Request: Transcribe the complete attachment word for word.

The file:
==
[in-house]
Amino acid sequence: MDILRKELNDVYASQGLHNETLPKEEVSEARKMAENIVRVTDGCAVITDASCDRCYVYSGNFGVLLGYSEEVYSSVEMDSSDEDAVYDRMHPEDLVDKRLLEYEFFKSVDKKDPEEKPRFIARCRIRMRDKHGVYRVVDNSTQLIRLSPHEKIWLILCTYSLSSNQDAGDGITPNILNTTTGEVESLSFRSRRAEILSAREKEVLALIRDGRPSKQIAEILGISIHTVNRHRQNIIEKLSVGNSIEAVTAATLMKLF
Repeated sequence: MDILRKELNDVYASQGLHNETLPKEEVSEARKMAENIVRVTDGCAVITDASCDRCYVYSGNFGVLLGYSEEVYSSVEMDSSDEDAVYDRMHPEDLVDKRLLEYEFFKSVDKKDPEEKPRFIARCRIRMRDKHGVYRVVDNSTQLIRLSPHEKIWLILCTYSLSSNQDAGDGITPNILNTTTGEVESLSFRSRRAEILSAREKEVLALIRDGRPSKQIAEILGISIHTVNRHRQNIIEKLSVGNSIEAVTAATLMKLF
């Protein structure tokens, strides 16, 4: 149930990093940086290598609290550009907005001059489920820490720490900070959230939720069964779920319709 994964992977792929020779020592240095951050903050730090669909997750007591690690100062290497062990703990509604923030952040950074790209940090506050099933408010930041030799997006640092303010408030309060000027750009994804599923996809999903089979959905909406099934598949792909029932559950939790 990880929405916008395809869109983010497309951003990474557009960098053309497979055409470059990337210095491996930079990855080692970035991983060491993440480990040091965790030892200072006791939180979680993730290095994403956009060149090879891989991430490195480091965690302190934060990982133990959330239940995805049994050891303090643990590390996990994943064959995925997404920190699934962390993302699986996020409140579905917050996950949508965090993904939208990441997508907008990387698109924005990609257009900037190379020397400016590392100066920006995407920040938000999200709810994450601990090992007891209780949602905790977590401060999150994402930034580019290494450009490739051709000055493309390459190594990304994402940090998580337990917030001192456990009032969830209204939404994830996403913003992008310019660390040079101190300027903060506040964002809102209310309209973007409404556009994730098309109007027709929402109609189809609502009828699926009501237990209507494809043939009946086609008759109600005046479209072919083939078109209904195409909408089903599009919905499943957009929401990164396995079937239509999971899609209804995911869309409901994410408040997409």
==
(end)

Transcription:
[in-house]
Amino acid sequence: MDILRKELNDVYASQGLHNETLPKEEVSEARKMAENIVRVTDGCAVITDASCDRCYVYSGNFGVLLGYSEEVYSSVEMDSSDEDAVYDRMHPEDLVDKRLLEYEFFKSVDKKDPEEKPRFIARCRIRMRDKHGVYRVVDNSTQLIRLSPHEKIWLILCTYSLSSNQDAGDGITPNILNTTTGEVESLSFRSRRAEILSAREKEVLALIRDGRPSKQIAEILGISIHTVNRHRQNIIEKLSVGNSIEAVTAATLMKLF
Repeated sequence: MDILRKELNDVYASQGLHNETLPKEEVSEARKMAENIVRVTDGCAVITDASCDRCYVYSGNFGVLLGYSEEVYSSVEMDSSDEDAVYDRMHPEDLVDKRLLEYEFFKSVDKKDPEEKPRFIARCRIRMRDKHGVYRVVDNSTQLIRLSPHEKIWLILCTYSLSSNQDAGDGITPNILNTTTGEVESLSFRSRRAEILSAREKEVLALIRDGRPSKQIAEILGISIHTVNRHRQNIIEKLSVGNSIEAVTAATLMKLF
């Protein structure tokens, strides 16, 4: 149930990093940086290598609290550009907005001059489920820490720490900070959230939720069964779920319709 994964992977792929020779020592240095951050903050730090669909997750007591690690100062290497062990703990509604923030952040950074790209940090506050099933408010930041030799997006640092303010408030309060000027750009994804599923996809999903089979959905909406099934598949792909029932559950939790 990880929405916008395809869109983010497309951003990474557009960098053309497979055409470059990337210095491996930079990855080692970035991983060491993440480990040091965790030892200072006791939180979680993730290095994403956009060149090879891989991430490195480091965690302190934060990982133990959330239940995805049994050891303090643990590390996990994943064959995925997404920190699934962390993302699986996020409140579905917050996950949508965090993904939208990441997508907008990387698109924005990609257009900037190379020397400016590392100066920006995407920040938000999200709810994450601990090992007891209780949602905790977590401060999150994402930034580019290494450009490739051709000055493309390459190594990304994402940090998580337990917030001192456990009032969830209204939404994830996403913003992008310019660390040079101190300027903060506040964002809102209310309209973007409404556009994730098309109007027709929402109609189809609502009828699926009501237990209507494809043939009946086609008759109600005046479209072919083939078109209904195409909408089903599009919905499943957009929401990164396995079937239509999971899609209804995911869309409901994410408040997409």